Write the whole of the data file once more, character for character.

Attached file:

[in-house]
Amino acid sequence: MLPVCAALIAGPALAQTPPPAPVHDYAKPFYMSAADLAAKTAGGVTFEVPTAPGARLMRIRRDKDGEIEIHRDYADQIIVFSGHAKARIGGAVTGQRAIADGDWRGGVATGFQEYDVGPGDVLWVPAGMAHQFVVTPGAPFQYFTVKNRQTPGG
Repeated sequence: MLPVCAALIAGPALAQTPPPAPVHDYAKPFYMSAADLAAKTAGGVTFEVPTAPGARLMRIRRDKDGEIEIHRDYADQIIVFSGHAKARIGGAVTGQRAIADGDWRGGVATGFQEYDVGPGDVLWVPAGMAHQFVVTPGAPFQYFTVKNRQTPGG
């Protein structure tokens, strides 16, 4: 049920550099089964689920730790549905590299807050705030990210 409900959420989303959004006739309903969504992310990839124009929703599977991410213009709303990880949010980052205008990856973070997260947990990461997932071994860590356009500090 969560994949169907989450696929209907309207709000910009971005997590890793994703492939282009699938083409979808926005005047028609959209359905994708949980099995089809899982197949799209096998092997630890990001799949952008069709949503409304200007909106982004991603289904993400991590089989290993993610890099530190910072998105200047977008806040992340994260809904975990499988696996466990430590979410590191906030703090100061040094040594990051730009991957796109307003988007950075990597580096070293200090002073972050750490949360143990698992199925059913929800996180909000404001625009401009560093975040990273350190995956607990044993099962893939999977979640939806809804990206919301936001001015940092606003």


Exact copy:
[in-house]
Amino acid sequence: MLPVCAALIAGPALAQTPPPAPVHDYAKPFYMSAADLAAKTAGGVTFEVPTAPGARLMRIRRDKDGEIEIHRDYADQIIVFSGHAKARIGGAVTGQRAIADGDWRGGVATGFQEYDVGPGDVLWVPAGMAHQFVVTPGAPFQYFTVKNRQTPGG
Repeated sequence: MLPVCAALIAGPALAQTPPPAPVHDYAKPFYMSAADLAAKTAGGVTFEVPTAPGARLMRIRRDKDGEIEIHRDYADQIIVFSGHAKARIGGAVTGQRAIADGDWRGGVATGFQEYDVGPGDVLWVPAGMAHQFVVTPGAPFQYFTVKNRQTPGG
């Protein structure tokens, strides 16, 4: 049920550099089964689920730790549905590299807050705030990210 409900959420989303959004006739309903969504992310990839124009929703599977991410213009709303990880949010980052205008990856973070997260947990990461997932071994860590356009500090 969560994949169907989450696929209907309207709000910009971005997590890793994703492939282009699938083409979808926005005047028609959209359905994708949980099995089809899982197949799209096998092997630890990001799949952008069709949503409304200007909106982004991603289904993400991590089989290993993610890099530190910072998105200047977008806040992340994260809904975990499988696996466990430590979410590191906030703090100061040094040594990051730009991957796109307003988007950075990597580096070293200090002073972050750490949360143990698992199925059913929800996180909000404001625009401009560093975040990273350190995956607990044993099962893939999977979640939806809804990206919301936001001015940092606003």